These are significant numbers and they highlight the significance of incarceration for any consideration of welfare. The remarkable increase in incarceration in the US, and how little remark was made on it by progressive movements until recently, should highlight to us the importance of continued vigilance on the issue of prisoners rights and caution regarding the drive to tougher sentencing.
Of course, Irish incarceration rates are only a fraction of those in the United States and the problems on that front should not be overstated. But there remain many issues of concern in Ireland on this front. The Irish prison population increased by 400% between 1971 and 2011. There are persistent problems in overcrowding. There is an over-reliance on solitary confinement to secure prisoner safety.
And, in some ways similar to the situation for black Americans, there are dangers of incarceration being a persistent aspect of a poverty trap for certain demographics in Ireland. This is a danger both for the travelling community and for seriously deprived communities, with prisoners in Ireland being 25 times more likely to come from and return to a seriously deprived area.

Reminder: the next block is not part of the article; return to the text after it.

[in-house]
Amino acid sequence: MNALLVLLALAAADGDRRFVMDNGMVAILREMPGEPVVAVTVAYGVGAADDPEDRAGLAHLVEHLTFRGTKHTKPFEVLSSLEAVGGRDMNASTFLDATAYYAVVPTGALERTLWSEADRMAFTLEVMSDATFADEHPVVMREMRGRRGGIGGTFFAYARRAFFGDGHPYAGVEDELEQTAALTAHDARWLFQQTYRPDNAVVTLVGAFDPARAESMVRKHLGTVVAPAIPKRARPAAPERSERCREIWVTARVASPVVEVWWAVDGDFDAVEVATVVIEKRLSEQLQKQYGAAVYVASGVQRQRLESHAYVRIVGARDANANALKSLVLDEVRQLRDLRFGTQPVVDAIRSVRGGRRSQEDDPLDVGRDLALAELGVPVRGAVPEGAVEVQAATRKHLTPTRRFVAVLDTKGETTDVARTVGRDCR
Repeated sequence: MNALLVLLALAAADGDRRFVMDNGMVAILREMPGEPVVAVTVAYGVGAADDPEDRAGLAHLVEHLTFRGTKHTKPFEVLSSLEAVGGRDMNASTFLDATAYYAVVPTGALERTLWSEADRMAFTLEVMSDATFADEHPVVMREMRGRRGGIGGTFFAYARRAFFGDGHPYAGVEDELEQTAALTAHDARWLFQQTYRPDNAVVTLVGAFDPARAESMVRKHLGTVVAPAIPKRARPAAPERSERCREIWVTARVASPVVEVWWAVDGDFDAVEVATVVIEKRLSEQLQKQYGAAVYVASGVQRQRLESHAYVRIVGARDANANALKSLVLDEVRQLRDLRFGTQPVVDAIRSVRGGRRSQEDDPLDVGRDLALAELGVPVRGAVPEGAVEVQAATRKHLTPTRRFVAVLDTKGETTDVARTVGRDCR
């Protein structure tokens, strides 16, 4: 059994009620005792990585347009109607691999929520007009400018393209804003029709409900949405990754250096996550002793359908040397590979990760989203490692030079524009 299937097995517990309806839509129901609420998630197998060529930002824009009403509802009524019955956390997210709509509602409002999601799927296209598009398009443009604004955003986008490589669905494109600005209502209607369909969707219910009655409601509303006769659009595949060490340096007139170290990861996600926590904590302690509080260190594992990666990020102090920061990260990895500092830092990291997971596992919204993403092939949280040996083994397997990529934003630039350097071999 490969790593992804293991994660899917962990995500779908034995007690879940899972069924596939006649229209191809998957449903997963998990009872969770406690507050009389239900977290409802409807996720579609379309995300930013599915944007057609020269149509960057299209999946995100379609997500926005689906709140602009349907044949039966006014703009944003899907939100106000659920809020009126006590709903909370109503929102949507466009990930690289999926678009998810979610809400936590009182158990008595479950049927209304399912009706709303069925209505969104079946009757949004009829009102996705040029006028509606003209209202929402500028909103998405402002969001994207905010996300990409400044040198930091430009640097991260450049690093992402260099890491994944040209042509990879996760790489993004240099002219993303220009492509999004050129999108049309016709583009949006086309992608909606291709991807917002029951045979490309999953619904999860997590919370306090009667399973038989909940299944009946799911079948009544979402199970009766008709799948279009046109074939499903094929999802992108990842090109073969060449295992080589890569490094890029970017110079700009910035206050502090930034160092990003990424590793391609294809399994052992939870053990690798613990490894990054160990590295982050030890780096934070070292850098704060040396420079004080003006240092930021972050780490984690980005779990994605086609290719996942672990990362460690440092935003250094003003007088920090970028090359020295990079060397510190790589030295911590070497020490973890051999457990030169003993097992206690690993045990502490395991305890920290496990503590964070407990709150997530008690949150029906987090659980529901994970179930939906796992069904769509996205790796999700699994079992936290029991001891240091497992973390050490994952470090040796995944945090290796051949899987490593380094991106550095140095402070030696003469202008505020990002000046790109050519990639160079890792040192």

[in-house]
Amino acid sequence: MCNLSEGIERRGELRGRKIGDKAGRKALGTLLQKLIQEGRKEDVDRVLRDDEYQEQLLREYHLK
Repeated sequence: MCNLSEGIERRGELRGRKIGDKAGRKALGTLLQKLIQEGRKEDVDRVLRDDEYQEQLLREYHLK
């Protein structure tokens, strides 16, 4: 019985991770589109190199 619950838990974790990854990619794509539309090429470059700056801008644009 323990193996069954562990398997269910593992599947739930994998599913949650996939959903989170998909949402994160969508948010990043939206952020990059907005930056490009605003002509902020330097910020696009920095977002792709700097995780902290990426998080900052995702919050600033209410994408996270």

Note that the term “under correctional control” includes not only those in prison, but also those under probation or on parole.
 Unlike most crimes, drug arrest rates increased over this period.
 They perform a further estimation, which tries to account for possibility that a high incarceration rate reduces the arrest rate. The choose parameters to maximize this effect but nevertheless find that the prison population would still be 139, 000 fewer under 1985 policies.
 This is my estimate based on Table 6 of Neal and Rick (2014).